The 10-second runoff that could cost dear to the Saints


Published on Sep 11, 2019


Monday night in the second Monday Night the New Orleans Saints beat the Houston Texans to 30-28 thanks to a field goal from 58 yards by Will Lutz at the end. During the meeting, the Saints were the victim of a resounding failure of arbitration that could cost you the match.
49 seconds at the end of the second time, 3rd and 17 for the Saints that are on their 29. Brees gets the ball and throws it to the left to Michael Thomas, who receives about 47 in the field. The referee is approaching, whistles the end of the action, and correctly reports that the time runs.

The referee to the replay decides to stop the bout to check the exact position of the ball and after a review of the action along with the Referee confirm the first down marked in the field by applying the rule of 10-second runoff, asking the operator to set the timer to 16 seconds, committing a glaring error. A sort of déjà vu for the Saints after what happened in the last home game at the end of January.

Error is so obvious that even The Riveron (the chief referee) at the end of the game, he had to admit that the crew in the field has the wrong application of the time, it is very rare to read official statements from the NFL of this kind on the topics of arbitration.

An explanation of the occurrence at the end of the first half in #HOUvsNO:

— The NFL Officiating (@NFLOfficiating) September 10, 2019

The action terminates when there were 41 seconds left on the clock and that is the time at which it was applied to the 10-second runoff and not the 26 seconds at which time the referees have stopped the game to review the action. When the crew decides to go to the replay to review an action by the meeting is as if you were to stop at the end of the same. In a few words, the Saints were scippati of 15 seconds that could be useful to get closer to the endzone and maybe try a field goal from a distance easier 56 yards from where Lutz got that wrong.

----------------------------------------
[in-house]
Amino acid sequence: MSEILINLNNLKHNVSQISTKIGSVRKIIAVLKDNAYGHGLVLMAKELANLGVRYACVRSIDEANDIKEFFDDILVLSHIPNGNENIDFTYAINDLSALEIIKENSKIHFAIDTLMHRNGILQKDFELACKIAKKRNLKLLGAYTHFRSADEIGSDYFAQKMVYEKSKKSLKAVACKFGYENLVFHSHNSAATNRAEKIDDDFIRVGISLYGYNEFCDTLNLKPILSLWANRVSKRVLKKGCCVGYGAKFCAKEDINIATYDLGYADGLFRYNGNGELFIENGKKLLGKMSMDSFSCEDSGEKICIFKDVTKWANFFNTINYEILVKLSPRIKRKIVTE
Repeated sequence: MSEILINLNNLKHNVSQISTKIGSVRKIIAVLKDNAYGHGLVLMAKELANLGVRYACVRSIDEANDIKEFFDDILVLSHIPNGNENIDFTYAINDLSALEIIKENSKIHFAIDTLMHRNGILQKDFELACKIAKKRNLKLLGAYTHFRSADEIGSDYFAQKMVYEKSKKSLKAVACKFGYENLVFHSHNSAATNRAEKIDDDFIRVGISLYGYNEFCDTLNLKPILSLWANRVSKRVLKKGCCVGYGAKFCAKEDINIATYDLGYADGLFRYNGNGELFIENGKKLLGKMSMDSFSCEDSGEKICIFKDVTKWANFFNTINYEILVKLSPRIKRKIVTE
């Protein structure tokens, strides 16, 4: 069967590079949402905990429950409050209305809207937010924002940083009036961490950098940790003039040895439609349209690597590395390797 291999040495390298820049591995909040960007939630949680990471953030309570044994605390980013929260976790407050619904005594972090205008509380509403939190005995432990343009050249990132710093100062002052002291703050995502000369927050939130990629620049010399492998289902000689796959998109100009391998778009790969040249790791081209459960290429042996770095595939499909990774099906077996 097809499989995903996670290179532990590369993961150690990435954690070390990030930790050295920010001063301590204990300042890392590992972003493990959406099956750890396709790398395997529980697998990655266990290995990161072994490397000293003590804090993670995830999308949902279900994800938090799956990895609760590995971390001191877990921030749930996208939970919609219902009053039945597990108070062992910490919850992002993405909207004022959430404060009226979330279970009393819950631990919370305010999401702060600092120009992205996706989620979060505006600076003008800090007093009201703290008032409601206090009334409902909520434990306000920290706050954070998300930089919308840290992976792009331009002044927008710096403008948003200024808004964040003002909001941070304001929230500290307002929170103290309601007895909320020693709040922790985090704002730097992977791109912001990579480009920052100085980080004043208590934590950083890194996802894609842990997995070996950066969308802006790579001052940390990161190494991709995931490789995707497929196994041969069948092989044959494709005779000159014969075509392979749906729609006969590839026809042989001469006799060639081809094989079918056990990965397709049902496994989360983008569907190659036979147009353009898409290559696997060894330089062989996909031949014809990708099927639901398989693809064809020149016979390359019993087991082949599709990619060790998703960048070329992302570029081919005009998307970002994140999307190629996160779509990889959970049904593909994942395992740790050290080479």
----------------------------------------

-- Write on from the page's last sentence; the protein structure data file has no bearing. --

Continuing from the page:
We are amazed as 8 referees on the field, a clerk at the replay and the Control Center of the New York not have noticed the error in time to rectify it on the field! The victory of the New Orleans Saints has a little weakened the effect of this error, but we don't want to imagine what would have happened if the field goal, the final had centred on the poles...

To avoid that in the last two minutes of the game in the second and fourth quarter the attack might take advantage (intentionally or not) of some actions or behaviors that lead to stop the time, since 1955, there is a rule that takes 10 seconds on the stopwatch of the game (rule 4, section 7). This rule applies in the case you experience any of the following situations:

The attack can cancel a 10-second runoff by calling a time out, in this case will not be stolen seconds on the stopwatch.




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